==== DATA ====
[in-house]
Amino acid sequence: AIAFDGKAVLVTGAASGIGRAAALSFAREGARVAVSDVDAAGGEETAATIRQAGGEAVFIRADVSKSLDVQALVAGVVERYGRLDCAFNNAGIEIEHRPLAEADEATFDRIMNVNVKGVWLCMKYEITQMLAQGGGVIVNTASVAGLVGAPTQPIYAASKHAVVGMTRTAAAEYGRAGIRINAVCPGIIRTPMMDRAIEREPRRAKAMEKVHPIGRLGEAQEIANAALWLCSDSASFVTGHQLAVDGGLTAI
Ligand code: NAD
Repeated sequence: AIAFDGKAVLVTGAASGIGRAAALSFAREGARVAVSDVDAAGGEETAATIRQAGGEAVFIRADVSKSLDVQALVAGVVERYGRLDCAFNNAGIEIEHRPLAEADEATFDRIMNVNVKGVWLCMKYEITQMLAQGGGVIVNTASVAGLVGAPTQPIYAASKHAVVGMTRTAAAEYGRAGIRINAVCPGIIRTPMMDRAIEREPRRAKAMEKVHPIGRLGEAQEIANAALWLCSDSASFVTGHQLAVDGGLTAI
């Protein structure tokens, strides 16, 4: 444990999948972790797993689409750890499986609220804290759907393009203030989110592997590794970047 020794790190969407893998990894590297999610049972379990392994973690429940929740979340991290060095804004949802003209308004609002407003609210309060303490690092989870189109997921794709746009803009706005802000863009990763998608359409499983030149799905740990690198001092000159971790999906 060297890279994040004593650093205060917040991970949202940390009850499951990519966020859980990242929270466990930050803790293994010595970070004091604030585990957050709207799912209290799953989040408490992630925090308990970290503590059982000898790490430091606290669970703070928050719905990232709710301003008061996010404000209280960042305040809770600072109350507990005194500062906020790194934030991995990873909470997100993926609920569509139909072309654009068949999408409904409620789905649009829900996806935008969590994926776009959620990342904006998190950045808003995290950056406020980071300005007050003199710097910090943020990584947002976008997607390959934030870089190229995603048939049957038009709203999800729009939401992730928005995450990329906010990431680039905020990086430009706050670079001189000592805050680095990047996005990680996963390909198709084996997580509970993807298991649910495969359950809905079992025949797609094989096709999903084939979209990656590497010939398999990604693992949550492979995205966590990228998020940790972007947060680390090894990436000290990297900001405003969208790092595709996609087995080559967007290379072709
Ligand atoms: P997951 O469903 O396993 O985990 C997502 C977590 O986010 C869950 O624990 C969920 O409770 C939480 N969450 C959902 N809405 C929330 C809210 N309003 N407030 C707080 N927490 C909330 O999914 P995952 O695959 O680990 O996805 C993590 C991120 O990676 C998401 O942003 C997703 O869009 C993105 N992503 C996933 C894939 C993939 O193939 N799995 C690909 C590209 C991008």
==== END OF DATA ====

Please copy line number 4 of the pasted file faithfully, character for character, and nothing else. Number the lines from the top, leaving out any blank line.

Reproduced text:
Repeated sequence: AIAFDGKAVLVTGAASGIGRAAALSFAREGARVAVSDVDAAGGEETAATIRQAGGEAVFIRADVSKSLDVQALVAGVVERYGRLDCAFNNAGIEIEHRPLAEADEATFDRIMNVNVKGVWLCMKYEITQMLAQGGGVIVNTASVAGLVGAPTQPIYAASKHAVVGMTRTAAAEYGRAGIRINAVCPGIIRTPMMDRAIEREPRRAKAMEKVHPIGRLGEAQEIANAALWLCSDSASFVTGHQLAVDGGLTAI